If you plan to see alligators in Lake Kissimmee, you’re in luck because the state park and its lake are teeming with gators, and chances are you’ll spot them whether or not you go looking. But if you aren’t interested in other activities and simply want to see as many gators as you can, here are our top suggestions.
Take an Airboat Ride
An airboat ride is one of the surest ways to spot alligators because the boat takes you on water, which of course, is the gators’ primary habitat. But even more than that, many airboat companies actually take you down courses that guarantee your spotting an alligator. Don’t worry; these rides are safe, and if you follow all instructions, you’ll have a boat ride to remember and be alive to take another one.
Take a Walk
Mostly gators tend to stay off pedestrian walks, but if you take a walk along the nature trail, you just might spot an alligator getting some sun. It’s also a great idea to take a walk along the barrier built between the lake. The barrier is low enough so that you can see into the lake, but this means that the alligators sometimes climb it. However, it is still really safe to do so, but you SHOULD NOT attempt to climb this barrier, as climbing back could be really difficult and dangerous.
Check the Canals
If you’re taking a boat ride on the lake to farther destinations, keep an eye out for gators near the canals. This applies to every alligator-friendly water body – not just Lake Kissimmee. Adult alligators like canals and other open bodies of water, so spotting them in these areas is quite common.
How to Stay Safe When Watching Alligators
Like all wild animals, alligators – except those that have begun associating humans with food – are scared of humans. This doesn’t mean that they aren’t dangerous, however. The FWC states that there have been 442 unprovoked bites in Florida from 1948 to 2021, with 26 resulting in fatalities. Here’s how to ensure that this doesn’t happen to you.
Do Not Feed the Alligators
In an interview with Fox News, Ranger Rob, an animal behaviorist, and naturalist stated that feeding gators doesn’t result in them seeing us as food providers. Instead, it results in them associating us with food – which isn’t a good thing. Feeding alligators is dangerous, and while they may not harm you, it might cause them to attack someone else.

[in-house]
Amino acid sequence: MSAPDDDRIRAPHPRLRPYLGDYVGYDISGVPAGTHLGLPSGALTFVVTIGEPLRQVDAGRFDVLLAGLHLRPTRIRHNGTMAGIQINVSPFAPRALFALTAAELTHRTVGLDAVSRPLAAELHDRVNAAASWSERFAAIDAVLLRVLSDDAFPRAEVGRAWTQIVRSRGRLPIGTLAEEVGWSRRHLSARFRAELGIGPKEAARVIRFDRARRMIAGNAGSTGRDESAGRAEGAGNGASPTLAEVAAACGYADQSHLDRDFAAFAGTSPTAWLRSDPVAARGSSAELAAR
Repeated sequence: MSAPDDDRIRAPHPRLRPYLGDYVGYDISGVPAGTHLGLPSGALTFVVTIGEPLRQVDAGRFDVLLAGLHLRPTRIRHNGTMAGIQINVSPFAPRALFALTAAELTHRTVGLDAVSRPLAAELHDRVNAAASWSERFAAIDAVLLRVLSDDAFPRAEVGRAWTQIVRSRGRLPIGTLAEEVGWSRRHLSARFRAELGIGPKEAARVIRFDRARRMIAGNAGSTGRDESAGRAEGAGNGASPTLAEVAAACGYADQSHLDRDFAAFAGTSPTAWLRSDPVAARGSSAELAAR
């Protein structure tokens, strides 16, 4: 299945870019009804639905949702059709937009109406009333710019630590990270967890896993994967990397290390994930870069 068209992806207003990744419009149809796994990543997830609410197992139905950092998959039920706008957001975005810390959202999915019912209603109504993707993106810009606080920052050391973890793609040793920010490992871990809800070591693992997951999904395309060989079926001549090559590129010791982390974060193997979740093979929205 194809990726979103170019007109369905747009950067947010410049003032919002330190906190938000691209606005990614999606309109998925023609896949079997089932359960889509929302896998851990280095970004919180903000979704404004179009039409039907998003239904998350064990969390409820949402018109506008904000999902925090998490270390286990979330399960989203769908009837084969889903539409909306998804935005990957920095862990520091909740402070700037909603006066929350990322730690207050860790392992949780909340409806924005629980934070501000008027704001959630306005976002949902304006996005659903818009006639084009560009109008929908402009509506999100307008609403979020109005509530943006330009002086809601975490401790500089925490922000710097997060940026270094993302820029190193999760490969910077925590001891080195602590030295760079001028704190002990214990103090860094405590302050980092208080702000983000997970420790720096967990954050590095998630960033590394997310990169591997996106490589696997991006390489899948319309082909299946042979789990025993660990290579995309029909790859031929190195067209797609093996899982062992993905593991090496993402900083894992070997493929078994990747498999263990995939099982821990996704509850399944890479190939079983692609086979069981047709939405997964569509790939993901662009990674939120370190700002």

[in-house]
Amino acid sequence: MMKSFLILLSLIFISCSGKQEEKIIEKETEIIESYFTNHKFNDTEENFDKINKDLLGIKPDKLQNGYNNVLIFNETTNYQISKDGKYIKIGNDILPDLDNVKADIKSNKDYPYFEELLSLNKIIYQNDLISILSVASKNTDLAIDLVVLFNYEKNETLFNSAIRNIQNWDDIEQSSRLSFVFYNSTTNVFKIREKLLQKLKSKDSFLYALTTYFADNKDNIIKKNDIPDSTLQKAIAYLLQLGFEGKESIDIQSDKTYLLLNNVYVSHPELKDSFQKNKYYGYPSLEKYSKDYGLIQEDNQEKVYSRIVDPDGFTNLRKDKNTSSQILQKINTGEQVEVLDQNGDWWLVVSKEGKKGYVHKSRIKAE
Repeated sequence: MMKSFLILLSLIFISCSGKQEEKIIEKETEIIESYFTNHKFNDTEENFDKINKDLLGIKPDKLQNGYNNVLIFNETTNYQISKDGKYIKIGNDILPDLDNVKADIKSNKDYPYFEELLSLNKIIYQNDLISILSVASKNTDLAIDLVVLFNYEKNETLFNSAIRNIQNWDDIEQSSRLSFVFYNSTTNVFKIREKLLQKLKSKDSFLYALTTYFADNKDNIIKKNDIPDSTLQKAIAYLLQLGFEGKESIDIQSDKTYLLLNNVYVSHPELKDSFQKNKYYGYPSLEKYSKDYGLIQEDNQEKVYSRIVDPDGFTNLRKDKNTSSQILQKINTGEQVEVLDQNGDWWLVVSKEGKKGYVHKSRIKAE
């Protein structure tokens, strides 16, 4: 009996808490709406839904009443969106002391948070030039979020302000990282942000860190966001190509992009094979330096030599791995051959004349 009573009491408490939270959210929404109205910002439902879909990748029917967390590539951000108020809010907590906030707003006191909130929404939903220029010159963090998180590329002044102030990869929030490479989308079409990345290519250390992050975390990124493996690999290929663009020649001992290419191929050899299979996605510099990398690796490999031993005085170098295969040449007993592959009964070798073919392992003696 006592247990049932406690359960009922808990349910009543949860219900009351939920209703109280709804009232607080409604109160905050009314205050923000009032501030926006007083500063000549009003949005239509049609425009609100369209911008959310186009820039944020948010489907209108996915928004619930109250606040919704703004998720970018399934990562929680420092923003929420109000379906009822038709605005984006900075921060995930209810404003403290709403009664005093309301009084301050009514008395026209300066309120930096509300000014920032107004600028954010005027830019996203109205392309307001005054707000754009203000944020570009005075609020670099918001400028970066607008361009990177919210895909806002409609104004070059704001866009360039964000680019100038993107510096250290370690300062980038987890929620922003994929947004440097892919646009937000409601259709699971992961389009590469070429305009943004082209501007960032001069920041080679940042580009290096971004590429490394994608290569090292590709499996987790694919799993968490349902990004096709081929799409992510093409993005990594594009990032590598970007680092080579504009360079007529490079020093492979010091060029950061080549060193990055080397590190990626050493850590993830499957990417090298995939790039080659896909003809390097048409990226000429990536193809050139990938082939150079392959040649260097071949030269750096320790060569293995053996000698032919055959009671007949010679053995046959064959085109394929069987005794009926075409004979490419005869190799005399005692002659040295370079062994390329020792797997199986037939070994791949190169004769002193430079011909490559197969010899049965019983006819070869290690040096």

Do Not Get Too Close
If you spot an alligator, take pictures from a respectable distance. Remember that wild animals are unpredictable and especially dangerous. If you spot one on a pedestrian trail, take pictures from afar and inform a park ranger so it is safely returned.
Do Not Swim in An Alligator-Infested Lake
While swimming is a relaxing activity that leaves you looking forward to doing it again, swimming in an alligator-infested lake could be your last swim. Remember that some alligators are indeed friendly, but swimming with them can get you killed.
Where is Lake Kissimmee Located on a Map?
Lake Kissimmee is located near the city of Lake Wales, Florida. Lake Kissimmee is almost entirely in Osceola County, but a small part of the lake is in Polk County. It is also in a state park that is a birding hot spot and has many activities and camping opportunities.
The photo featured at the top of this post is © iStock.com/unclegene
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- Florida State Parks, Available here: https://www.floridastateparks.org/learn/lake-kissimmee-and-chain-lakes
- USGS, Available here: https://waterdata.usgs.gov/hydrological-unit/03090101/monitoring-locations/
- Florida Fish and Wildlife Conservation Commission, Available here: https://myfwc.com/wildlifehabitats/wildlife/alligator/data/